Independent Study, Supervised Research, Research Assistant, and Teaching Assistant
As a student, you may earn credit for work you complete under the supervision of a faculty member, such as an expository research paper, creation of a brief, or faculty research assistance or teaching assistance. Another example is additional academic work based upon reflection of issues raised during the course of work you have done in an employment setting during the summer or school year.
If you wish to undertake work as a student project, complete a student project form (also available at the Registrar’s Office). Once you have completed the form and had it signed by your faculty member, return it to the Registrar’s Office. Please note that student projects supervised by an adjunct faculty member will require the approval of the Associate Dean for Academic and Student Affairs.
Independent Research Seminars
Independent research seminars are typically student-initiated and allow an interested group of highly motivated second- and third-year students to pursue a subject in greater depth than possible in the regular course curriculum. Because these seminars are not intended to require a large amount of faculty time, you as the student bear the primary responsibility for defining the subject, preparing the syllabus and reading list, conducting research and discussion meetings, and completing and criticizing any written work.
You also have the responsibility of securing a supervising a member of the law faculty for your project. He or she will assist you in preparing the seminar syllabus and reading list, ensure that the goals and conduct of the seminar are of substantial educational value, and evaluate your performance at the project’s completion. You cannot undertake an independent seminar for credit without a faculty supervisor to approve your syllabus.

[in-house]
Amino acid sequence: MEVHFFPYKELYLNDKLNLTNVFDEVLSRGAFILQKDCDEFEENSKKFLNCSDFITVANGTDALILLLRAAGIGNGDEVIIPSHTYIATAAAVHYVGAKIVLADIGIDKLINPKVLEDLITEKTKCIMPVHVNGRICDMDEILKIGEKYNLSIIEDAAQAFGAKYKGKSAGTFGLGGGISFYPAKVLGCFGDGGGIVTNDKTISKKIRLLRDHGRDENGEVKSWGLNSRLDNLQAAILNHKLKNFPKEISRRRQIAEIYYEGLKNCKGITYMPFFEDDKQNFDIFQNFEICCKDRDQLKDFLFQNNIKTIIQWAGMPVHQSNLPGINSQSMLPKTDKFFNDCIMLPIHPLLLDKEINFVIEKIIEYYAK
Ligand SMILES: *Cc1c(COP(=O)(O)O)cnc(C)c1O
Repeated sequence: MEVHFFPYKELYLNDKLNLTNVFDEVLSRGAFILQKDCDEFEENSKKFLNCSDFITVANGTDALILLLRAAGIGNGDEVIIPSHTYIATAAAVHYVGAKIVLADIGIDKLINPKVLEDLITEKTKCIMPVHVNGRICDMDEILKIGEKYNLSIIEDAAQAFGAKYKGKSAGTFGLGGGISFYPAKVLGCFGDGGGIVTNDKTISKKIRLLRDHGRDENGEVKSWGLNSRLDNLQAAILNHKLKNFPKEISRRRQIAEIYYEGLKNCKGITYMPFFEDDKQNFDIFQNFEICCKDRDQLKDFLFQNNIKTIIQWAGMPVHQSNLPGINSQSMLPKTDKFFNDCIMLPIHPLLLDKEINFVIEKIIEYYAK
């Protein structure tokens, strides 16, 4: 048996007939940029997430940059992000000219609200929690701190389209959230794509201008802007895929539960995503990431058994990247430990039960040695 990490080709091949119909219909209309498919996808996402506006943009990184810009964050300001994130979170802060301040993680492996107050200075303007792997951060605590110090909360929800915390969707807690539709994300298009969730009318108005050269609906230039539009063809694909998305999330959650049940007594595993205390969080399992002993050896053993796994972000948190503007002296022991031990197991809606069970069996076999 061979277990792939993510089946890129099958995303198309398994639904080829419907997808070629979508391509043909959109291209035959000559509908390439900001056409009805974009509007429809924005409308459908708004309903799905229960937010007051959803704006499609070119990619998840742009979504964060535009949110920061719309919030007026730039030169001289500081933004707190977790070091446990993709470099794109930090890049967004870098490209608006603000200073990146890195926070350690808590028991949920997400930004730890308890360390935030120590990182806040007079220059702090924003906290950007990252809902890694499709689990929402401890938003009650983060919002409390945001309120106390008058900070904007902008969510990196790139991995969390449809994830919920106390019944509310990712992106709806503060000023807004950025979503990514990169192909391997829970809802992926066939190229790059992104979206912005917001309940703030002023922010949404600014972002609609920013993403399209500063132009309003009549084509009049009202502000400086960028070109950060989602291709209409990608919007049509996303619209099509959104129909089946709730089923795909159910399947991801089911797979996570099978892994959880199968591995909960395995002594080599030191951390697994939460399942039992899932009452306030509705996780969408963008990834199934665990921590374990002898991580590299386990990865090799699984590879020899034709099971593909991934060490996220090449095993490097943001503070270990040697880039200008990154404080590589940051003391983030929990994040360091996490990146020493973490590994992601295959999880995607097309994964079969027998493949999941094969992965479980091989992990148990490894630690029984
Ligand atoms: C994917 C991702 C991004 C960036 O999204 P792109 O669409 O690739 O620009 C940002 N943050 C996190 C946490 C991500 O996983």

Additionally, no credit will be awarded for an independent research seminar associated with the operation of a student-run journal that involves tasks such as article selection, copyediting, cite-checking, proofreading, or other work preparing the scholarship of others for publication—unless specifically authorized in accordance with the policy on independent journals seeking official recognition.
Moot Court Competitions
In addition to the Jessup, Keedy, and National Moot Court Competitions (which are not open to registration except by competition), the Law School may grant credit for any of several dozen Moot Court Competitions sponsored by other schools or by organizations outside the Law School. You must have the sponsorship of a Law School faculty member to receive credit. Please visit the Student Policies and Procedures Handbook section on enrolling in a Moot Court Competition.